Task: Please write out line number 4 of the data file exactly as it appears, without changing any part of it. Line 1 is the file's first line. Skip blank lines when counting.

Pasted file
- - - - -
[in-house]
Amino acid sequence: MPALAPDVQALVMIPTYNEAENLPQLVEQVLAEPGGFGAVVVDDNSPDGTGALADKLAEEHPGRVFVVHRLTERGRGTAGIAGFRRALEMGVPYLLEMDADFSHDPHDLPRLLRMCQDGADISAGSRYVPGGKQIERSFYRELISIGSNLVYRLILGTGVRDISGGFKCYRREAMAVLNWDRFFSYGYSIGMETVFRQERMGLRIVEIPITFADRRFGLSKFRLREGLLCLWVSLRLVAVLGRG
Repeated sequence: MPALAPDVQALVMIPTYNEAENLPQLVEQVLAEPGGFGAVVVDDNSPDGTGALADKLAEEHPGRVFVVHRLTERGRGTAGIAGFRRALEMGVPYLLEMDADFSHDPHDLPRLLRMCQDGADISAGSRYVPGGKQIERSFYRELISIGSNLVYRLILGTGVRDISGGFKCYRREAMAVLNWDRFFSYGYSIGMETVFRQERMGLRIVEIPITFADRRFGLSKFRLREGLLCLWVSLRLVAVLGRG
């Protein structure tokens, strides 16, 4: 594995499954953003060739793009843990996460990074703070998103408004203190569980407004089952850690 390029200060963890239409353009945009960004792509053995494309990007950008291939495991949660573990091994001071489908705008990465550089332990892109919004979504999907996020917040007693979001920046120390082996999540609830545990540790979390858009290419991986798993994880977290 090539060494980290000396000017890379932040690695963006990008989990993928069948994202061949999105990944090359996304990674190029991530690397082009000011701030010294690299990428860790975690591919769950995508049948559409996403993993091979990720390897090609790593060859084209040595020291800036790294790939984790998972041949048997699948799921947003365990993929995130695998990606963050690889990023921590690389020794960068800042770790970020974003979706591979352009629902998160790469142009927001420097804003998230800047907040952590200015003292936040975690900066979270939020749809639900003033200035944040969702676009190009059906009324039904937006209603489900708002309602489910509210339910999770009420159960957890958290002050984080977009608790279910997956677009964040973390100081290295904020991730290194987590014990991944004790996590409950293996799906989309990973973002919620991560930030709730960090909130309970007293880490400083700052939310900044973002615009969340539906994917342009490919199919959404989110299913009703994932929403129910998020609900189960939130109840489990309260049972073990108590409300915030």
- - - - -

């Protein structure tokens, strides 16, 4: 594995499954953003060739793009843990996460990074703070998103408004203190569980407004089952850690 390029200060963890239409353009945009960004792509053995494309990007950008291939495991949660573990091994001071489908705008990465550089332990892109919004979504999907996020917040007693979001920046120390082996999540609830545990540790979390858009290419991986798993994880977290 090539060494980290000396000017890379932040690695963006990008989990993928069948994202061949999105990944090359996304990674190029991530690397082009000011701030010294690299990428860790975690591919769950995508049948559409996403993993091979990720390897090609790593060859084209040595020291800036790294790939984790998972041949048997699948799921947003365990993929995130695998990606963050690889990023921590690389020794960068800042770790970020974003979706591979352009629902998160790469142009927001420097804003998230800047907040952590200015003292936040975690900066979270939020749809639900003033200035944040969702676009190009059906009324039904937006209603489900708002309602489910509210339910999770009420159960957890958290002050984080977009608790279910997956677009964040973390100081290295904020991730290194987590014990991944004790996590409950293996799906989309990973973002919620991560930030709730960090909130309970007293880490400083700052939310900044973002615009969340539906994917342009490919199919959404989110299913009703994932929403129910998020609900189960939130109840489990309260049972073990108590409300915030």